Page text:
If the past 20 years of war have shown us anything, it’s that American airpower is indispensable. In every fight – from counterinsurgency to conventional war and homeland defense – it provides our nation a vital edge.
As we enter a new era defined by the potential for great power conflict, several truths are abundantly clear.
We cannot return to the days of sequestration. Two years of stable budgets have proven again that predictable funding makes our forces better and more lethal. The Air Force has steadily improved its readiness and combat capability while speeding up the way we buy weapons, fix aircraft and develop technology.
These improvements are critical as we contemplate what deterrence looks like against a rising power in China and a resurgent and meddlesome Russia.
The Air Force has steadily improved its readiness and combat capability while speeding up the way we buy weapons, fix aircraft and develop technology.
Based on rigorous analysis of the current and future threat, the Air Force needs 386 operational squadrons, up from the current 312. The Air Force has been continuously engaged in combat across the globe since 2001 and is simply too small for what the nation asks it to do.
In recent years, our airmen have been heavily engaged fighting ISIS in Iraq and Syria. In Afghanistan, we continue to support our Afghan partners.
This is in addition to all the other essential work we do to improve our capabilities in space, provide deterrence for two-thirds of the nuclear triad, operate a global surveillance network and defend the homeland from attack.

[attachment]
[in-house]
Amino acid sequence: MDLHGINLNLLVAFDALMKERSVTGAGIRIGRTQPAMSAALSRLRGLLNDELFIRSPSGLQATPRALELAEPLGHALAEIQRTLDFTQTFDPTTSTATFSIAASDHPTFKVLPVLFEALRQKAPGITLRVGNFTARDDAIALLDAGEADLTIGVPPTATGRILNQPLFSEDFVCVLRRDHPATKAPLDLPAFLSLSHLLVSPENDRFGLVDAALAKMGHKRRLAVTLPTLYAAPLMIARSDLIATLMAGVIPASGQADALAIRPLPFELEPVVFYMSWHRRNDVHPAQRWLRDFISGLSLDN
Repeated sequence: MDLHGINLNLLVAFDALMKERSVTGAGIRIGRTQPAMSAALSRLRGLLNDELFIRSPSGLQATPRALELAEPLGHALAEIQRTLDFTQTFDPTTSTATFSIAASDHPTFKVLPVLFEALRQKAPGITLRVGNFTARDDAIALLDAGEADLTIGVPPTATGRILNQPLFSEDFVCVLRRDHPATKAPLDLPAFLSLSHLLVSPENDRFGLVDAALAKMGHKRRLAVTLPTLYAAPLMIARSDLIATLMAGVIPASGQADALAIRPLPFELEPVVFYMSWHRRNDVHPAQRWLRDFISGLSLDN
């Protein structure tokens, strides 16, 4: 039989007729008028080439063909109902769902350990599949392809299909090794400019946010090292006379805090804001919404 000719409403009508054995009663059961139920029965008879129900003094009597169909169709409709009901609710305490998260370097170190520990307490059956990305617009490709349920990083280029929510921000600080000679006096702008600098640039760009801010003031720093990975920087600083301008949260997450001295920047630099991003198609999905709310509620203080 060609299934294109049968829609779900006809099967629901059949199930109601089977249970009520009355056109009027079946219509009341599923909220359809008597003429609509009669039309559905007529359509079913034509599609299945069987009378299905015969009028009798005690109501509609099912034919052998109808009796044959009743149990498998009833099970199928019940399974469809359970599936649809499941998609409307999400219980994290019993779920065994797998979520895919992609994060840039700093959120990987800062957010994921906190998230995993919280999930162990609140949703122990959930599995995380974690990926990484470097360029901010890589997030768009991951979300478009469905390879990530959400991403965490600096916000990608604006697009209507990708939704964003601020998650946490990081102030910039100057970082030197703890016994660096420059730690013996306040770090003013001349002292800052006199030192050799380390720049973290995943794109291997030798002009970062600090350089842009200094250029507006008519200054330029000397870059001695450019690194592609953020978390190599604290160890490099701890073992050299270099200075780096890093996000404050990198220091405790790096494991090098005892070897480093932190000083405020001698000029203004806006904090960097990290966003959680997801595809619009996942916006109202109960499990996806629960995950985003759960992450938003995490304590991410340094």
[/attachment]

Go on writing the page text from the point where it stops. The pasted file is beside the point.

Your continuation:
The shift to great power competition requires an even stronger commitment. The bipartisan National Defense Strategy Commission said it best: “Regardless of where the next conflict occurs or which adversary it features, the Air Force will be at the forefront.”
The question before us is pretty simple: Do we want an Air Force that helps the United States to remain a global power?
While we grow, we must also change how we fight and the way we do business.
In addition to developing technologies and buying weapons faster and smarter, we will need to hone our ability to fight what we call “multi-domain” operations. That means coordinating the ability to defend and attack on land, sea, air, space and cyberspace simultaneously.
Future foes will seek to attack us in all of these realms. And so we have begun the difficult but essential work of figuring out how to rapidly combine warfighting effects in every domain of conflict – something that will be impossible for enemies to defend against.
To get this done, we are building a force that is more ready and more lethal. With stable budgeting in recent years, we have made notable progress – including boosting the readiness of our highest-priority, first-to-fight “pacing” squadrons to 90 percent.
Challenges remain, for sure. We have hired more than 4,000 mechanics to close a critical gap and now we must grow their expertise. In order to address a challenging pilot shortage, we have dramatically increased pilot production and should hit our goal of training 1,500 pilots per year beginning in 2021.
The flip side of the coin is making sure the machines they fly can be affordably and efficiently maintained. We are doing that, using big data for “predictive maintenance” and cutting unnecessary maintenance.
To modernize our logistics, we set up the Rapid Sustainment Office last year to improve readiness and cut costs. It is working – we have cut costs and are making more weapons available daily.
These successes don’t make the task ahead any easier. But we now know that fielding the force for the daunting task ahead is possible. We have the roadmap. We need to follow it.
Gen. David Goldfein is the Air Force chief of staff.